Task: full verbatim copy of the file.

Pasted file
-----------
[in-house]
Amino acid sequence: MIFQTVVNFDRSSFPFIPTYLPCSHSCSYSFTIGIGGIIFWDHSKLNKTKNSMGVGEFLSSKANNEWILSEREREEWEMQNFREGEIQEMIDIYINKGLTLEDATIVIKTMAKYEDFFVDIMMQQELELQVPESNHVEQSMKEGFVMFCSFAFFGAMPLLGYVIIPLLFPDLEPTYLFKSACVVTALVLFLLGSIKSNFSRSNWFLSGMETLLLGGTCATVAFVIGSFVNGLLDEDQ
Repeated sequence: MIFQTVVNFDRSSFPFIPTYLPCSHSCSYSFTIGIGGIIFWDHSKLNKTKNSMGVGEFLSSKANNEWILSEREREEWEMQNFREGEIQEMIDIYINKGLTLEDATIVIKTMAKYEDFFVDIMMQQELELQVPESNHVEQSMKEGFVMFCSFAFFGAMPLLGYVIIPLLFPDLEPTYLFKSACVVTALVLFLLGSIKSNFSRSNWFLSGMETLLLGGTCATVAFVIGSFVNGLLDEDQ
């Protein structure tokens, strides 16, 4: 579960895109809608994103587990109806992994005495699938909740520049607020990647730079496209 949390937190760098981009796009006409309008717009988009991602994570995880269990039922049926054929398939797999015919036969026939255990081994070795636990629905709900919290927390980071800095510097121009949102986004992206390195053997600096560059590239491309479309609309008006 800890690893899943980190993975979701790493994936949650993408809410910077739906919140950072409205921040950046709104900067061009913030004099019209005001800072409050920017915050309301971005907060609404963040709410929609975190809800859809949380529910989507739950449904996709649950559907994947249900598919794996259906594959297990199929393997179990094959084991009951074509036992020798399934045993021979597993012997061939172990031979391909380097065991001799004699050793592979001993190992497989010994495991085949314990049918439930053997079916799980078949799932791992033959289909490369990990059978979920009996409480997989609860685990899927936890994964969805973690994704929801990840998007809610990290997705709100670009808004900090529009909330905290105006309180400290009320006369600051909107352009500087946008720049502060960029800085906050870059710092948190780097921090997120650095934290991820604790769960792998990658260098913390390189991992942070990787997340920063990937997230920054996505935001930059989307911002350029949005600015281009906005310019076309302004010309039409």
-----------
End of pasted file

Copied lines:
[in-house]
Amino acid sequence: MIFQTVVNFDRSSFPFIPTYLPCSHSCSYSFTIGIGGIIFWDHSKLNKTKNSMGVGEFLSSKANNEWILSEREREEWEMQNFREGEIQEMIDIYINKGLTLEDATIVIKTMAKYEDFFVDIMMQQELELQVPESNHVEQSMKEGFVMFCSFAFFGAMPLLGYVIIPLLFPDLEPTYLFKSACVVTALVLFLLGSIKSNFSRSNWFLSGMETLLLGGTCATVAFVIGSFVNGLLDEDQ
Repeated sequence: MIFQTVVNFDRSSFPFIPTYLPCSHSCSYSFTIGIGGIIFWDHSKLNKTKNSMGVGEFLSSKANNEWILSEREREEWEMQNFREGEIQEMIDIYINKGLTLEDATIVIKTMAKYEDFFVDIMMQQELELQVPESNHVEQSMKEGFVMFCSFAFFGAMPLLGYVIIPLLFPDLEPTYLFKSACVVTALVLFLLGSIKSNFSRSNWFLSGMETLLLGGTCATVAFVIGSFVNGLLDEDQ
């Protein structure tokens, strides 16, 4: 579960895109809608994103587990109806992994005495699938909740520049607020990647730079496209 949390937190760098981009796009006409309008717009988009991602994570995880269990039922049926054929398939797999015919036969026939255990081994070795636990629905709900919290927390980071800095510097121009949102986004992206390195053997600096560059590239491309479309609309008006 800890690893899943980190993975979701790493994936949650993408809410910077739906919140950072409205921040950046709104900067061009913030004099019209005001800072409050920017915050309301971005907060609404963040709410929609975190809800859809949380529910989507739950449904996709649950559907994947249900598919794996259906594959297990199929393997179990094959084991009951074509036992020798399934045993021979597993012997061939172990031979391909380097065991001799004699050793592979001993190992497989010994495991085949314990049918439930053997079916799980078949799932791992033959289909490369990990059978979920009996409480997989609860685990899927936890994964969805973690994704929801990840998007809610990290997705709100670009808004900090529009909330905290105006309180400290009320006369600051909107352009500087946008720049502060960029800085906050870059710092948190780097921090997120650095934290991820604790769960792998990658260098913390390189991992942070990787997340920063990937997230920054996505935001930059989307911002350029949005600015281009906005310019076309302004010309039409």